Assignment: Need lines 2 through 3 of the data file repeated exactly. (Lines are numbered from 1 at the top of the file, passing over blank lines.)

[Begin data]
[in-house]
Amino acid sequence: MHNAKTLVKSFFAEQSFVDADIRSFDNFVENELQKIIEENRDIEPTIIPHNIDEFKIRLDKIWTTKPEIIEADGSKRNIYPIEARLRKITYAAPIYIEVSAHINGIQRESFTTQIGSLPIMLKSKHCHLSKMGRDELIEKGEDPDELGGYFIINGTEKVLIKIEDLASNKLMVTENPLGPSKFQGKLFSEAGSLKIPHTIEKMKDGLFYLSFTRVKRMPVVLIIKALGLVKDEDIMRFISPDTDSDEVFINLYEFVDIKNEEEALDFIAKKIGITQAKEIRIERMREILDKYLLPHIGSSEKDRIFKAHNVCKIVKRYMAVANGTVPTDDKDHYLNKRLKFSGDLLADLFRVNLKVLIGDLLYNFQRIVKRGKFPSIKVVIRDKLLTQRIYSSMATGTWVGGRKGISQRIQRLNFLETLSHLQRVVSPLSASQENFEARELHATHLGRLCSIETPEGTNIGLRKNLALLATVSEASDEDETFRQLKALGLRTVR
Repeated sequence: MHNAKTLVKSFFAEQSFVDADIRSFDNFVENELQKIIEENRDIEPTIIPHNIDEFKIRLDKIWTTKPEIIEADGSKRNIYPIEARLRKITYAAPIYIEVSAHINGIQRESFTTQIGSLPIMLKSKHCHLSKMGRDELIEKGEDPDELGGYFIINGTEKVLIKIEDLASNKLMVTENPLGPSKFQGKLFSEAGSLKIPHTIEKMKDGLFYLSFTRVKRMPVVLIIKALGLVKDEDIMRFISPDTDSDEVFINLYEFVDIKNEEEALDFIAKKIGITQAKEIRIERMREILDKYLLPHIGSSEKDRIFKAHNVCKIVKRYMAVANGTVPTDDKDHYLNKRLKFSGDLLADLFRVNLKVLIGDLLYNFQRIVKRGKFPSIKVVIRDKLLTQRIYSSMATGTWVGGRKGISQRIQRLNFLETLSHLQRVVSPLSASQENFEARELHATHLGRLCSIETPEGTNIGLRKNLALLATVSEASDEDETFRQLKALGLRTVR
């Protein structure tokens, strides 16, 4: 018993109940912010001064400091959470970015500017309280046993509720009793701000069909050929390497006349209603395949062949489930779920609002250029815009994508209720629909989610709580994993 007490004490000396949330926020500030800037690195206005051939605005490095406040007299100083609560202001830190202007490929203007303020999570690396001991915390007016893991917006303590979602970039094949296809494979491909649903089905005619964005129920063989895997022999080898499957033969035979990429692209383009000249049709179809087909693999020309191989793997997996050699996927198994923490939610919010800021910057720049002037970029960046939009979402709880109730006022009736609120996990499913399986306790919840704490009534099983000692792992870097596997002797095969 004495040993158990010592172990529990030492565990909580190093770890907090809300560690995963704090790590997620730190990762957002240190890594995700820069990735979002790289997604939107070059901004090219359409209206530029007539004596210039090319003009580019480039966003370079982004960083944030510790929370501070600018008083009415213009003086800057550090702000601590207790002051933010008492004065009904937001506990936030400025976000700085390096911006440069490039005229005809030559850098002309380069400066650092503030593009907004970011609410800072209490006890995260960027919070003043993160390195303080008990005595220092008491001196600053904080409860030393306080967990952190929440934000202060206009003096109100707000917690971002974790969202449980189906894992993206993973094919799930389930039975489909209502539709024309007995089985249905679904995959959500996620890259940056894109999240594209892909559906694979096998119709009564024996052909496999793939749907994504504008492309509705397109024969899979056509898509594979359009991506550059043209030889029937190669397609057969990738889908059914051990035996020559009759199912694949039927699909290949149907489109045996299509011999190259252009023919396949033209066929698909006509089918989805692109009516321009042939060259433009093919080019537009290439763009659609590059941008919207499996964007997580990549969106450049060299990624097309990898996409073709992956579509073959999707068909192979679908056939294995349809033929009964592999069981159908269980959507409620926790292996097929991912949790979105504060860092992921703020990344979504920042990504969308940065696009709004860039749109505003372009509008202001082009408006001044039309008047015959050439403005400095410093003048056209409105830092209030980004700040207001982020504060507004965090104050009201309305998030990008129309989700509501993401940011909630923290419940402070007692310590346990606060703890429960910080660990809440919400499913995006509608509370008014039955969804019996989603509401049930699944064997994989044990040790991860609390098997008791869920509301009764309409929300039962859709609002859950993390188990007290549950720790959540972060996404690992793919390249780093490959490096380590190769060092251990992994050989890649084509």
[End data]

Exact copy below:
Amino acid sequence: MHNAKTLVKSFFAEQSFVDADIRSFDNFVENELQKIIEENRDIEPTIIPHNIDEFKIRLDKIWTTKPEIIEADGSKRNIYPIEARLRKITYAAPIYIEVSAHINGIQRESFTTQIGSLPIMLKSKHCHLSKMGRDELIEKGEDPDELGGYFIINGTEKVLIKIEDLASNKLMVTENPLGPSKFQGKLFSEAGSLKIPHTIEKMKDGLFYLSFTRVKRMPVVLIIKALGLVKDEDIMRFISPDTDSDEVFINLYEFVDIKNEEEALDFIAKKIGITQAKEIRIERMREILDKYLLPHIGSSEKDRIFKAHNVCKIVKRYMAVANGTVPTDDKDHYLNKRLKFSGDLLADLFRVNLKVLIGDLLYNFQRIVKRGKFPSIKVVIRDKLLTQRIYSSMATGTWVGGRKGISQRIQRLNFLETLSHLQRVVSPLSASQENFEARELHATHLGRLCSIETPEGTNIGLRKNLALLATVSEASDEDETFRQLKALGLRTVR
Repeated sequence: MHNAKTLVKSFFAEQSFVDADIRSFDNFVENELQKIIEENRDIEPTIIPHNIDEFKIRLDKIWTTKPEIIEADGSKRNIYPIEARLRKITYAAPIYIEVSAHINGIQRESFTTQIGSLPIMLKSKHCHLSKMGRDELIEKGEDPDELGGYFIINGTEKVLIKIEDLASNKLMVTENPLGPSKFQGKLFSEAGSLKIPHTIEKMKDGLFYLSFTRVKRMPVVLIIKALGLVKDEDIMRFISPDTDSDEVFINLYEFVDIKNEEEALDFIAKKIGITQAKEIRIERMREILDKYLLPHIGSSEKDRIFKAHNVCKIVKRYMAVANGTVPTDDKDHYLNKRLKFSGDLLADLFRVNLKVLIGDLLYNFQRIVKRGKFPSIKVVIRDKLLTQRIYSSMATGTWVGGRKGISQRIQRLNFLETLSHLQRVVSPLSASQENFEARELHATHLGRLCSIETPEGTNIGLRKNLALLATVSEASDEDETFRQLKALGLRTVR